This evidence, if deemed to be admissible by the Court, becomes an exhibit in the trial. The jury get copies of the exhibits to assist them in determining the issues in the trial.
At the conclusion of the Crown case, if the evidence fails to establish an essential ingredient of the charge, the trial judge has a duty to direct an acquittal.
There is no burden of proof for an accused person. Also an accused person has a right to silence. This means that there is no requirement that the accused have a defence case or for an accused person to give evidence.
If an accused person gives evidence or calls evidence from other witnesses, that evidence is treated the same as any other witness in the trial. The Crown is also given an opportunity to cross-examine any witness.
As accused may also call evidence as to his or her good character.
In some circumstances where there is a defence case, the Crown may call evidence in reply to evidence given by the accused.
Once the evidence is complete, the Crown and Defence then have an opportunity to address the jury or the judge if it is a judge-alone trial.
The Crown address first and make submissions based on the evidence as to why the offences are proven beyond a reasonable doubt. The Defence then address second, highlighting the reasons for an acquittal.
A crucial role of the trial judge is to provide a summing up to the jury. The summing up the includes a summary of the evidence and arguments by made by the parties. The jury also get directions regarding the relevant law that is necessary to determine the charge or charges.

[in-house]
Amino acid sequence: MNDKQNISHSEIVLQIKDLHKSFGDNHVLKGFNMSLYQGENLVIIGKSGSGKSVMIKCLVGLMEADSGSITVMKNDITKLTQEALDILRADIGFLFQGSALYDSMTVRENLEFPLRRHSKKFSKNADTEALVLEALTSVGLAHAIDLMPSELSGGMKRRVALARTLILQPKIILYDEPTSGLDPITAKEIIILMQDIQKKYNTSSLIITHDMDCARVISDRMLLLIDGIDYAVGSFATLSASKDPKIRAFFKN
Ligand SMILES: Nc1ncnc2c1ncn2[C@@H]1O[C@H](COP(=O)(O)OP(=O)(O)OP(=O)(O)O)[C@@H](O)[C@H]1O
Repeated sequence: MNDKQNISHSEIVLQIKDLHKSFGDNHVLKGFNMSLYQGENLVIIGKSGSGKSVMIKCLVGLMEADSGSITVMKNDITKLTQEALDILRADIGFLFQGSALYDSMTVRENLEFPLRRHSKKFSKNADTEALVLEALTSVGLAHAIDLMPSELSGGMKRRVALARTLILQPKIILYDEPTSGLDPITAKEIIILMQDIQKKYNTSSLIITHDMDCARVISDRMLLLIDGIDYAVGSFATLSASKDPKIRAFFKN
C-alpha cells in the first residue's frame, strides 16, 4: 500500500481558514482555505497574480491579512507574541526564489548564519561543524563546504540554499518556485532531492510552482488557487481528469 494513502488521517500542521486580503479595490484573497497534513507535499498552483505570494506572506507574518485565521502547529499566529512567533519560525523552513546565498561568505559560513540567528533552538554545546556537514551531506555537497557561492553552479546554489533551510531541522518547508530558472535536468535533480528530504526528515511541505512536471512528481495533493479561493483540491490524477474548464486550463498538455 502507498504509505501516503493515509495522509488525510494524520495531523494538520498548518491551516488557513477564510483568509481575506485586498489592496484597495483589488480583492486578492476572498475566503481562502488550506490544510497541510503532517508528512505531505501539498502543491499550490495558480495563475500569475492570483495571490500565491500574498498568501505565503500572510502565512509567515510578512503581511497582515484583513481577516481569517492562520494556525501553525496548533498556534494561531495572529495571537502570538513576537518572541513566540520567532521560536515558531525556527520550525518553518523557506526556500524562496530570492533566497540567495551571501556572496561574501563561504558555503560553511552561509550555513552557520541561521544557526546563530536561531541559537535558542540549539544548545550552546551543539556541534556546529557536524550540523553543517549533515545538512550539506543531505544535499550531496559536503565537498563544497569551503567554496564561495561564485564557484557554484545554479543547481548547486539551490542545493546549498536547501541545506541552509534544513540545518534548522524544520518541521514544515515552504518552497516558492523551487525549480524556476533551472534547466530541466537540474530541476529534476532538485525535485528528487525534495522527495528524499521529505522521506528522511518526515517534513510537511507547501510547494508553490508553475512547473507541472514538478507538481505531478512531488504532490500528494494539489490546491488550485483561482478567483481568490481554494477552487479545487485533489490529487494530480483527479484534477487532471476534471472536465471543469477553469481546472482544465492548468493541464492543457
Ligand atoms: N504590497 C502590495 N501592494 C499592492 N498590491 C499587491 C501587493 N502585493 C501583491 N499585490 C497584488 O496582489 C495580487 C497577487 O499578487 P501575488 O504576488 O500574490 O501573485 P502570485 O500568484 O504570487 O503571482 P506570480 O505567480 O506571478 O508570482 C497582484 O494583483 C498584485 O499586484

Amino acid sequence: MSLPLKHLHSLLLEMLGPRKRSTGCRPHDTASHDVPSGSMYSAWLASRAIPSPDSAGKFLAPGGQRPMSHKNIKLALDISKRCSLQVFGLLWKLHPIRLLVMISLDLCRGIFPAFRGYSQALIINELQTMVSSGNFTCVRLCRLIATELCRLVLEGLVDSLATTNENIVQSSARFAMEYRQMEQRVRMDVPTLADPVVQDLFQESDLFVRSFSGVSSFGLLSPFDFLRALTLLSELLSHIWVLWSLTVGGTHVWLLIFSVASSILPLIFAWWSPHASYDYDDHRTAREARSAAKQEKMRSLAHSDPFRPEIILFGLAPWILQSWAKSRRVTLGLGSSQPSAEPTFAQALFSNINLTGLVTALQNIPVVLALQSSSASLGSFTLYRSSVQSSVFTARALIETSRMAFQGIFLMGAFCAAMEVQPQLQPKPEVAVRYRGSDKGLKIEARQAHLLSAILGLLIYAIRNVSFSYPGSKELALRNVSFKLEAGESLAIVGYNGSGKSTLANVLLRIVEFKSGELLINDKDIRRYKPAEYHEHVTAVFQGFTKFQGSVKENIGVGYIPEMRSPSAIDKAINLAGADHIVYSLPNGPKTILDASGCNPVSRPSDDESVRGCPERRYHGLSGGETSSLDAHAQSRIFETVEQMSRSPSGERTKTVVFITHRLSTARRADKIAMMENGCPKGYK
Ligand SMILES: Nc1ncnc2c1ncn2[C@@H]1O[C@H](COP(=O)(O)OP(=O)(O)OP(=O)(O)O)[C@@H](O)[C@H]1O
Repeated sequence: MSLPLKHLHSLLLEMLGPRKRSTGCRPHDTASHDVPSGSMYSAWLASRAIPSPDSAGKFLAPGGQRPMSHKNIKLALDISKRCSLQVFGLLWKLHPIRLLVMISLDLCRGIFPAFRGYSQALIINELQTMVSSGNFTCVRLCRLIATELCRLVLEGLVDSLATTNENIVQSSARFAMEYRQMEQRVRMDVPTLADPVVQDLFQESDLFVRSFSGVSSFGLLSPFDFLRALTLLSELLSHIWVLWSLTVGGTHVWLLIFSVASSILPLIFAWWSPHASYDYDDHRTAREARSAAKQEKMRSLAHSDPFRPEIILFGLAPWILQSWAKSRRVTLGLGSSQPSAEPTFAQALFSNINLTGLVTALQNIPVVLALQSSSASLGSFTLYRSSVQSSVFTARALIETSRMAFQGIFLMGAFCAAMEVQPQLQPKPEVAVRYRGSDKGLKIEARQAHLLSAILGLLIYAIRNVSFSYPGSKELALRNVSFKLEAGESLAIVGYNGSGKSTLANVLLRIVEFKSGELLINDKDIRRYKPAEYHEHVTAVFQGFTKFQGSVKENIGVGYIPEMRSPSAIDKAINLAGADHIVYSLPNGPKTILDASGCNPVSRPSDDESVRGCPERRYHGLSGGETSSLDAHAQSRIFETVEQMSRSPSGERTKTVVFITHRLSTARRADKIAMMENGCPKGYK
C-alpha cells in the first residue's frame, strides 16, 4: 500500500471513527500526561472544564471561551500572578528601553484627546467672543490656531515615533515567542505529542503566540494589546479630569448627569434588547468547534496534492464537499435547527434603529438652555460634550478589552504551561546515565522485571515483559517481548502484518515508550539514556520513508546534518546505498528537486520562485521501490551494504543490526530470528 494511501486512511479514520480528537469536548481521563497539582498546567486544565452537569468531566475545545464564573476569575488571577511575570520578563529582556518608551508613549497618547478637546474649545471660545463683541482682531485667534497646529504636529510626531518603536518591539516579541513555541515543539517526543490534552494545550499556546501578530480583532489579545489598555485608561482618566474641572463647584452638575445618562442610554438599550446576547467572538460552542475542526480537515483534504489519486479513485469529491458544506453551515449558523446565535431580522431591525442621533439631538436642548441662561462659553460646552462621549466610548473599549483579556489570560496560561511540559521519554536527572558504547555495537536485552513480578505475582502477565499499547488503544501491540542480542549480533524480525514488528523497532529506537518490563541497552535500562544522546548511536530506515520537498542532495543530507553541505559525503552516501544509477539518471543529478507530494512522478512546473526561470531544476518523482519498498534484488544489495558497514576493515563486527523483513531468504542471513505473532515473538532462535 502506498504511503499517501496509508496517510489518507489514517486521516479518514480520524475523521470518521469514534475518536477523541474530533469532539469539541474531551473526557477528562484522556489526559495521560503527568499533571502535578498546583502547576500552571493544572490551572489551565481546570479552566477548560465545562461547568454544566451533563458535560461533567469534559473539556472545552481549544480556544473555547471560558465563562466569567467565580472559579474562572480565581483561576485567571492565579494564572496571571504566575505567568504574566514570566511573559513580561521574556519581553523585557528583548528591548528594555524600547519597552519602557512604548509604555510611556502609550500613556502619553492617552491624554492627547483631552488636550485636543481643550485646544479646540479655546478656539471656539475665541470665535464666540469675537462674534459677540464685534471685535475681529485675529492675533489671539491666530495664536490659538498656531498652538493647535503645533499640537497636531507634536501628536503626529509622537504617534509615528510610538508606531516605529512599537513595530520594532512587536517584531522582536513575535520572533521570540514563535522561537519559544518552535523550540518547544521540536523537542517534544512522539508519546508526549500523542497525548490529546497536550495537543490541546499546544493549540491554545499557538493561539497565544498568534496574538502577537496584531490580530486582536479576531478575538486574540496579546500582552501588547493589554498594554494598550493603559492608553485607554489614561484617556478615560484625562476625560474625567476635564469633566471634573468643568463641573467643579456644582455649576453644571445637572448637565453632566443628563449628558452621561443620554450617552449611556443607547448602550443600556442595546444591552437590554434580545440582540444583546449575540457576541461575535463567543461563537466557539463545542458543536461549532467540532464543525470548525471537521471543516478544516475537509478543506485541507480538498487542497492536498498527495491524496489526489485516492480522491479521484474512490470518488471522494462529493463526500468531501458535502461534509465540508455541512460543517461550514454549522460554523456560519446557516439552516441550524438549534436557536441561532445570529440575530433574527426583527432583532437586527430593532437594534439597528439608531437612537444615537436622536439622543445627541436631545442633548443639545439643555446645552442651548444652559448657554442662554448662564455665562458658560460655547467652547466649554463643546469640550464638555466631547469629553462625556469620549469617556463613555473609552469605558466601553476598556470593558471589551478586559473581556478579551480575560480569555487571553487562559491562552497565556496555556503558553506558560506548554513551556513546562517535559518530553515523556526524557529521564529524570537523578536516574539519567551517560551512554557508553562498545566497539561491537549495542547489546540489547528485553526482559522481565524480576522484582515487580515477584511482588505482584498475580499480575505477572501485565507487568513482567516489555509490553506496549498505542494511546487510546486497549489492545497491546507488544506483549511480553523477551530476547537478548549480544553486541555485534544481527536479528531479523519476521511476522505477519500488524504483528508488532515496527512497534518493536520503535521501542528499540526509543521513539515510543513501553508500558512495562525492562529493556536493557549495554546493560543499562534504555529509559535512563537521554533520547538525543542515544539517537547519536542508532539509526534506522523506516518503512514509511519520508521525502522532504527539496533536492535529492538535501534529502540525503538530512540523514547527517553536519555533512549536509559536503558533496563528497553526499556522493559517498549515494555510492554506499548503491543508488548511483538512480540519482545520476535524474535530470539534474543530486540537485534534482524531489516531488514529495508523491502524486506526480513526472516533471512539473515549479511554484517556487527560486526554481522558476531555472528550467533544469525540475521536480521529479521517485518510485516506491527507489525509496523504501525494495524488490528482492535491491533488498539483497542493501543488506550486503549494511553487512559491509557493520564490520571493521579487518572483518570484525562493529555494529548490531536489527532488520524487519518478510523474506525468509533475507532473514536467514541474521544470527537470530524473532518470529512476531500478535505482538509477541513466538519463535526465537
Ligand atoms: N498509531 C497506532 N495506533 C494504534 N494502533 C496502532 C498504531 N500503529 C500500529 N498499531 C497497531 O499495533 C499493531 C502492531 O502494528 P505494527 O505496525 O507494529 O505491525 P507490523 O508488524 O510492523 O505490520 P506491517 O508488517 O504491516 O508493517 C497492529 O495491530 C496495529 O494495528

Even in a judge-alone trial, the judge will provide a summing up.
Once the evidence, addresses and summing up is complete the jury commences its deliberations to determine the verdict(s). There is no time limit on how long a jury can or should deliberate. The jury receive advice that while each juror need not agree on the same reasons for doing so, they must be unanimous as to the verdict on each charge.
Once the jury reaches an unanimous verdict or each charge as necessary, this will be announced to the court: guilty or not guilty. The jury do not provide reasons for a verdict.
This is in contrast to a judge-alone trial, in which the judge has to provide a judgment that details all the evidence and relevant legal principles that form the basis for the judges’ findings.
Once the announcement of the verdict occurs, the trial phase of the proceedings is complete.
What does Beyond a Reasonable Doubt mean?
It means that the evidence presented in court must be so strong and convincing that there is no other logical explanation for the events in question.
In Australia, this standard is used in all criminal trials and is intended to protect the rights of the accused. It’s actually just a fancy way of saying “really, really sure.”
When the judge and jury try to decide if the defendant is guilty, they need to be “really, really sure” that the defendant did it. They need to be so sure that there’s no other explanation for what happened. If there’s even a tiny bit of doubt, the defendant gets a “not guilty” verdict.
Is the standard different in civil trials?
It is important to note that the standard of “beyond a reasonable doubt” is higher than the standard that the Courts use in civil trials. This we know as the “balance of probabilities”.
That means that in a civil trial, the plaintiff only needs to prove that it is more likely than not that the defendant is liable for the claim.